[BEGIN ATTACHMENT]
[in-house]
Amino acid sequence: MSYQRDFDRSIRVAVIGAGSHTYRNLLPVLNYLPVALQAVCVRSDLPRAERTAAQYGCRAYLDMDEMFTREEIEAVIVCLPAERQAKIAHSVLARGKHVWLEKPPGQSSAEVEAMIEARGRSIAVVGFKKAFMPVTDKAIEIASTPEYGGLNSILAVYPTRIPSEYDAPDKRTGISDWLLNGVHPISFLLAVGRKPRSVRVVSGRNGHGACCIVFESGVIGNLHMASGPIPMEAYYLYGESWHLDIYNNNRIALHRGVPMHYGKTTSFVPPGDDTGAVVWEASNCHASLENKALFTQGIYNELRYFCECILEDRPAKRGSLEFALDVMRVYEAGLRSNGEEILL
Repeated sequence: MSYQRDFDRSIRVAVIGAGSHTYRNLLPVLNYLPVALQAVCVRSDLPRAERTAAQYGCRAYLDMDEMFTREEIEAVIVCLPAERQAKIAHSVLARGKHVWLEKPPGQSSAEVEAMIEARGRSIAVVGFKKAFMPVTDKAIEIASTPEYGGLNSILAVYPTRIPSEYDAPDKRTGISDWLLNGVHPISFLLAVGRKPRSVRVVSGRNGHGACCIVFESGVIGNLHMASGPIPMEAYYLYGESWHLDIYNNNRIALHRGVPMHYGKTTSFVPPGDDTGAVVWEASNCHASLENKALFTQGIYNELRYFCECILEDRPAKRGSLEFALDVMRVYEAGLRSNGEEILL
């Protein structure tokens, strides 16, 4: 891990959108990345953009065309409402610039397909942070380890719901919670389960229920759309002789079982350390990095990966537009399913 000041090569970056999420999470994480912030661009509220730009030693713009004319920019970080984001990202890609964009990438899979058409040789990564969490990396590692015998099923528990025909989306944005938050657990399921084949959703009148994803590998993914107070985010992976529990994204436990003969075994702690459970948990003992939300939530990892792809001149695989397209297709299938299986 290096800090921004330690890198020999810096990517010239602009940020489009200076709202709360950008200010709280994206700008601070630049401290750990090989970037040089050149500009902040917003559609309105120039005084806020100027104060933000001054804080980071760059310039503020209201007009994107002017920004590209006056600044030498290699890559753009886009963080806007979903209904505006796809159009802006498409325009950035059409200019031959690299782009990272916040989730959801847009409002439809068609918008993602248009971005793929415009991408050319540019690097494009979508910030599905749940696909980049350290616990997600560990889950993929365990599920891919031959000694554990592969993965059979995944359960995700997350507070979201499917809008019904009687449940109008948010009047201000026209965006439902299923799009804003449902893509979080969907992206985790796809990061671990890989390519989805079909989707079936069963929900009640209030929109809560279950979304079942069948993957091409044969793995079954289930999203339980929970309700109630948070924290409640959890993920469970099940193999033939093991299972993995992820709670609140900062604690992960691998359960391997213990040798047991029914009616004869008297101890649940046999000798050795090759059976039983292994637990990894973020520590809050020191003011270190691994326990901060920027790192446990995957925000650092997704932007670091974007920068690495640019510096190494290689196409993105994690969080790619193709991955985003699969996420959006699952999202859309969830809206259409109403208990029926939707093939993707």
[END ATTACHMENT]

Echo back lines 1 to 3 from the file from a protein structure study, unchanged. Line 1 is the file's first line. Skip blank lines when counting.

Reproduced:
[in-house]
Amino acid sequence: MSYQRDFDRSIRVAVIGAGSHTYRNLLPVLNYLPVALQAVCVRSDLPRAERTAAQYGCRAYLDMDEMFTREEIEAVIVCLPAERQAKIAHSVLARGKHVWLEKPPGQSSAEVEAMIEARGRSIAVVGFKKAFMPVTDKAIEIASTPEYGGLNSILAVYPTRIPSEYDAPDKRTGISDWLLNGVHPISFLLAVGRKPRSVRVVSGRNGHGACCIVFESGVIGNLHMASGPIPMEAYYLYGESWHLDIYNNNRIALHRGVPMHYGKTTSFVPPGDDTGAVVWEASNCHASLENKALFTQGIYNELRYFCECILEDRPAKRGSLEFALDVMRVYEAGLRSNGEEILL
Repeated sequence: MSYQRDFDRSIRVAVIGAGSHTYRNLLPVLNYLPVALQAVCVRSDLPRAERTAAQYGCRAYLDMDEMFTREEIEAVIVCLPAERQAKIAHSVLARGKHVWLEKPPGQSSAEVEAMIEARGRSIAVVGFKKAFMPVTDKAIEIASTPEYGGLNSILAVYPTRIPSEYDAPDKRTGISDWLLNGVHPISFLLAVGRKPRSVRVVSGRNGHGACCIVFESGVIGNLHMASGPIPMEAYYLYGESWHLDIYNNNRIALHRGVPMHYGKTTSFVPPGDDTGAVVWEASNCHASLENKALFTQGIYNELRYFCECILEDRPAKRGSLEFALDVMRVYEAGLRSNGEEILL